How can I eat turkey without remembering Thanksgivings past, the way we went for the border, the need to escape the American style of feasting and the knowledge of his birthday coming around another year? Another reminder that he was, yes, still alive, whether he wanted to be or not. For this was true, my handsome lover, my wild trickster, my passionate man of despair, my shadow dancer, that if we didn’t get up and get going before inertia set in, it might be days in front of the TV, it might mean rooms filled with depression and the smoke of his hand rolled cigarettes, it might mean me feeling angry and stifled and ready to give up: but not yet, not yet. I could not bear another loss and especially not after such a hopeful year.
So we packed it up and ran. One year to Las Casas Grande with friends. After Michael had a nervous breakdown crossing the border in Juarez, after he switched places with Robert and sat huddled and moaning in the back seat while we held our breaths and navigated the crowded streets to the outskirts of town, we kept driving to a place that Michael insisted we explore but that we had never heard of. We arrived to Nuevo Casas Grandes late that evening and found a hotel. The first room we were offered had a strange smell. No, we wouldn’t take it. Exhausted by Michael’s weird behavior, the nerve-wracking narrow streets of Juarez, the wait in line for the car visa, and hours of driving in desert landscapes, we were nevertheless ready to try the other hotel in town. But the manager had one room left that he could offer at the same price, the Jacuzzi suite. Just like Michael to be rewarded for his petulance, his lucky star that shone despite his own resistance.
The next day, we drove through dusty roads to search for the Paquimè ruins and museum. The ancient people’s technology of providing water was fascinating. Then we drove to Mata Ortiz, to spentd hours wandering and looking at pots, made from the earth of this tiny village forgotten by time. The ancestors’ way of throwing and firing had been self-taught by an artist who then returned to teach it to everyone in the village. Both children and experienced potters made pots and every dining room table was laden with treasures.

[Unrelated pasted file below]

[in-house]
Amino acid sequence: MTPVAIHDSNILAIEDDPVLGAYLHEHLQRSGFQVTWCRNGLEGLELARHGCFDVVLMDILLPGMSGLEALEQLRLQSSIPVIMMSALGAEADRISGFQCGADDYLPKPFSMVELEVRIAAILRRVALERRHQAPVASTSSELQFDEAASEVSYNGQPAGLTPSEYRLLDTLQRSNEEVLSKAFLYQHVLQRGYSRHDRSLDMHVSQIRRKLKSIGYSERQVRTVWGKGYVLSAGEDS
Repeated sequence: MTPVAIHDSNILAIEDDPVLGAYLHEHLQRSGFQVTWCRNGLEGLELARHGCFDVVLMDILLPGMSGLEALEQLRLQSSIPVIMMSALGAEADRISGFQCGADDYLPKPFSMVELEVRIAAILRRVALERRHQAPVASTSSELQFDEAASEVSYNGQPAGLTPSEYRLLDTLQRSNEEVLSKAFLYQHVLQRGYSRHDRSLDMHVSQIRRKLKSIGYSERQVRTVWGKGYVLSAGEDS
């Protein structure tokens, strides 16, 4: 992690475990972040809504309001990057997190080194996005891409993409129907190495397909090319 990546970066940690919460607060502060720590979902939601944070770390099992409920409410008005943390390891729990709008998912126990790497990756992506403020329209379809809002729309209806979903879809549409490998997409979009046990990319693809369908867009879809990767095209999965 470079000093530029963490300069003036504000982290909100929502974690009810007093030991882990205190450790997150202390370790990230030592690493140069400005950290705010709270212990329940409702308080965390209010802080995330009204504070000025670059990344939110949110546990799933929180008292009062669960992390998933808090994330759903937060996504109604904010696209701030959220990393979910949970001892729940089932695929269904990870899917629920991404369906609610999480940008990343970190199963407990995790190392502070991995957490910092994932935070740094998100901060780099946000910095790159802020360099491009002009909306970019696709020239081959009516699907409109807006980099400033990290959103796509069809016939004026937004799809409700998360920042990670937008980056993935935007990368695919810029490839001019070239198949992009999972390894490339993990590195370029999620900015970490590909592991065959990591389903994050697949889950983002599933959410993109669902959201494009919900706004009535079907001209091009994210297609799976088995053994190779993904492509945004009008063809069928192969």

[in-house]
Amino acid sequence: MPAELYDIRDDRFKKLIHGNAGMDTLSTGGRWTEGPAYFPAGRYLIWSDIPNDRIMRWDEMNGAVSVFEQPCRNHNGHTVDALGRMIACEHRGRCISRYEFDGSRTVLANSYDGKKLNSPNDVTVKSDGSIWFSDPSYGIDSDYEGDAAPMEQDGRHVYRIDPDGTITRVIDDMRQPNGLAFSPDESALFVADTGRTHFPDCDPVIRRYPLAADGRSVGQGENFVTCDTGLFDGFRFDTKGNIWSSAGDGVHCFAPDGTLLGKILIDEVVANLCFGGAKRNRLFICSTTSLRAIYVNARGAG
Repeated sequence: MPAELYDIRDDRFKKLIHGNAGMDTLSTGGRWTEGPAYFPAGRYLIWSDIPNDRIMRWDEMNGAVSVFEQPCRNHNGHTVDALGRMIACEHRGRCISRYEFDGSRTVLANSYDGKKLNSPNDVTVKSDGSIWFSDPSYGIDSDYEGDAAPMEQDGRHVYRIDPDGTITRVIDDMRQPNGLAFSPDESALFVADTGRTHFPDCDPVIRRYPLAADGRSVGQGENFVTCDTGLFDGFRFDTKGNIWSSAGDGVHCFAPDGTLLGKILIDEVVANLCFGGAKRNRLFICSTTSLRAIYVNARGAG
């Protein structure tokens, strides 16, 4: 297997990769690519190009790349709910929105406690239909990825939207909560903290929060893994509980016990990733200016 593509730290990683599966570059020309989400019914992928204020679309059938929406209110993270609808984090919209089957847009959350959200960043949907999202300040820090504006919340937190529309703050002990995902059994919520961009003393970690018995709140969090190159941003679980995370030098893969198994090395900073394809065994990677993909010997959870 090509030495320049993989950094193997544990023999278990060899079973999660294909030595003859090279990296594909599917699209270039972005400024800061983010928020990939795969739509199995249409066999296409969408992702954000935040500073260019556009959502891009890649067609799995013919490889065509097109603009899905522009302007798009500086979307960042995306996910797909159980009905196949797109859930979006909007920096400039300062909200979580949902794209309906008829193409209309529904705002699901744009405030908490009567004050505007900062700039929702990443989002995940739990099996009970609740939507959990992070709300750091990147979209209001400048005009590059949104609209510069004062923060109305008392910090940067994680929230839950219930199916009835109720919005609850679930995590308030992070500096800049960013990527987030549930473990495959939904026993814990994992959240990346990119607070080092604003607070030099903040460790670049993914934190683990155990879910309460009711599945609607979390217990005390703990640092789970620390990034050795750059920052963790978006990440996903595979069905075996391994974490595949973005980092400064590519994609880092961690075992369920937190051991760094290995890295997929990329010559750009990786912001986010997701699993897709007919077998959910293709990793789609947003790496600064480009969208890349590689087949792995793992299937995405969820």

Michael and I, he bored and not wanting to spend money unless it was on tequila and milenesa and I frustrated but determined not to let him out of my sight, walked away from our companions who were searching for Christmas presents. We asked around for a café and were directed to someone’s home, where two tables covered in oilcloth were available for tourists to have a meal. The woman cooked hamburgers and poured hot water into cups of instant Nescafè. Michael, once again receiving special attention that he thrived on, perked up enough to return to our friends, laden with packages, and drive us to the bar we had spotted on our way to the ruins.
I have a pot from that excursion that my friend Victoria gave me for Christmas. It is oval shaped, about three inches high and six inches wide. It is decorated with fish and I call it my pot of wishes. It was after meeting someone who wanted to live, who was ecstatic about life, that I knew I had to let Michael determine his own fate, that I had no right to demand he stay alive just because I was afraid of sorrow and loss. I threw in the seeds that my friend gave me from his garden and they rattle around in the empty clay pot to remind me of all I endured and from where I have come.